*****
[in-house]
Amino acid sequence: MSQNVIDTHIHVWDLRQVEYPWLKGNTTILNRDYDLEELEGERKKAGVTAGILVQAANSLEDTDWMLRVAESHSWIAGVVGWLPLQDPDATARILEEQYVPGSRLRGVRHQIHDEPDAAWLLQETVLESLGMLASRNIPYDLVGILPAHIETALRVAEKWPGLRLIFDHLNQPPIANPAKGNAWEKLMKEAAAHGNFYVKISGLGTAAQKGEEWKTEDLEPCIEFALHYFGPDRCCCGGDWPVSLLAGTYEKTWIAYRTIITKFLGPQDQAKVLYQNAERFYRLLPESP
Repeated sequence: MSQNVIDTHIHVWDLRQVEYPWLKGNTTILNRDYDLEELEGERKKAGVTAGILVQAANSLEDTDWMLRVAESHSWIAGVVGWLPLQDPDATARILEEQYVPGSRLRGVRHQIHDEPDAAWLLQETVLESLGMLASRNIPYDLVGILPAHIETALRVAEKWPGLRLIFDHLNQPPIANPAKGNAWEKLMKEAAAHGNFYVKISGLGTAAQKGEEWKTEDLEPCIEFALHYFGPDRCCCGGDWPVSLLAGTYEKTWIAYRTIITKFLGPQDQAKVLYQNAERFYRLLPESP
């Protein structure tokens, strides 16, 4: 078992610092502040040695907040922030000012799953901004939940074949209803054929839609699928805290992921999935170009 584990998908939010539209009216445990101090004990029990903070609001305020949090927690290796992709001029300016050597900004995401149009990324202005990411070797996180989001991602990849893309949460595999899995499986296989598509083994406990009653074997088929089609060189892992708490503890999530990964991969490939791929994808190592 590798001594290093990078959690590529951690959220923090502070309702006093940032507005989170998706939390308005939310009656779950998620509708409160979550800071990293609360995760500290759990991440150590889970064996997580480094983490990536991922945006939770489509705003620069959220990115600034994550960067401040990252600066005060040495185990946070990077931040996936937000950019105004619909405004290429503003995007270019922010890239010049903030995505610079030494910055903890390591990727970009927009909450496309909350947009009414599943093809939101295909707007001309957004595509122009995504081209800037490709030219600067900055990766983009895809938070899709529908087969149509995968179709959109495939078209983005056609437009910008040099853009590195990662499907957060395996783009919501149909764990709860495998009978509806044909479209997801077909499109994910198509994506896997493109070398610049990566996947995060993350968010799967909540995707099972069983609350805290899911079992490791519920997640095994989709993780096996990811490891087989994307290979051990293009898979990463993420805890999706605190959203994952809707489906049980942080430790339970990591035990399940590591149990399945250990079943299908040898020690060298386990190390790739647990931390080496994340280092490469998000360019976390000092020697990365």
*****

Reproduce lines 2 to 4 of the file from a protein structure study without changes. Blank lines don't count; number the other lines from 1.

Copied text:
Amino acid sequence: MSQNVIDTHIHVWDLRQVEYPWLKGNTTILNRDYDLEELEGERKKAGVTAGILVQAANSLEDTDWMLRVAESHSWIAGVVGWLPLQDPDATARILEEQYVPGSRLRGVRHQIHDEPDAAWLLQETVLESLGMLASRNIPYDLVGILPAHIETALRVAEKWPGLRLIFDHLNQPPIANPAKGNAWEKLMKEAAAHGNFYVKISGLGTAAQKGEEWKTEDLEPCIEFALHYFGPDRCCCGGDWPVSLLAGTYEKTWIAYRTIITKFLGPQDQAKVLYQNAERFYRLLPESP
Repeated sequence: MSQNVIDTHIHVWDLRQVEYPWLKGNTTILNRDYDLEELEGERKKAGVTAGILVQAANSLEDTDWMLRVAESHSWIAGVVGWLPLQDPDATARILEEQYVPGSRLRGVRHQIHDEPDAAWLLQETVLESLGMLASRNIPYDLVGILPAHIETALRVAEKWPGLRLIFDHLNQPPIANPAKGNAWEKLMKEAAAHGNFYVKISGLGTAAQKGEEWKTEDLEPCIEFALHYFGPDRCCCGGDWPVSLLAGTYEKTWIAYRTIITKFLGPQDQAKVLYQNAERFYRLLPESP
């Protein structure tokens, strides 16, 4: 078992610092502040040695907040922030000012799953901004939940074949209803054929839609699928805290992921999935170009 584990998908939010539209009216445990101090004990029990903070609001305020949090927690290796992709001029300016050597900004995401149009990324202005990411070797996180989001991602990849893309949460595999899995499986296989598509083994406990009653074997088929089609060189892992708490503890999530990964991969490939791929994808190592 590798001594290093990078959690590529951690959220923090502070309702006093940032507005989170998706939390308005939310009656779950998620509708409160979550800071990293609360995760500290759990991440150590889970064996997580480094983490990536991922945006939770489509705003620069959220990115600034994550960067401040990252600066005060040495185990946070990077931040996936937000950019105004619909405004290429503003995007270019922010890239010049903030995505610079030494910055903890390591990727970009927009909450496309909350947009009414599943093809939101295909707007001309957004595509122009995504081209800037490709030219600067900055990766983009895809938070899709529908087969149509995968179709959109495939078209983005056609437009910008040099853009590195990662499907957060395996783009919501149909764990709860495998009978509806044909479209997801077909499109994910198509994506896997493109070398610049990566996947995060993350968010799967909540995707099972069983609350805290899911079992490791519920997640095994989709993780096996990811490891087989994307290979051990293009898979990463993420805890999706605190959203994952809707489906049980942080430790339970990591035990399940590591149990399945250990079943299908040898020690060298386990190390790739647990931390080496994340280092490469998000360019976390000092020697990365």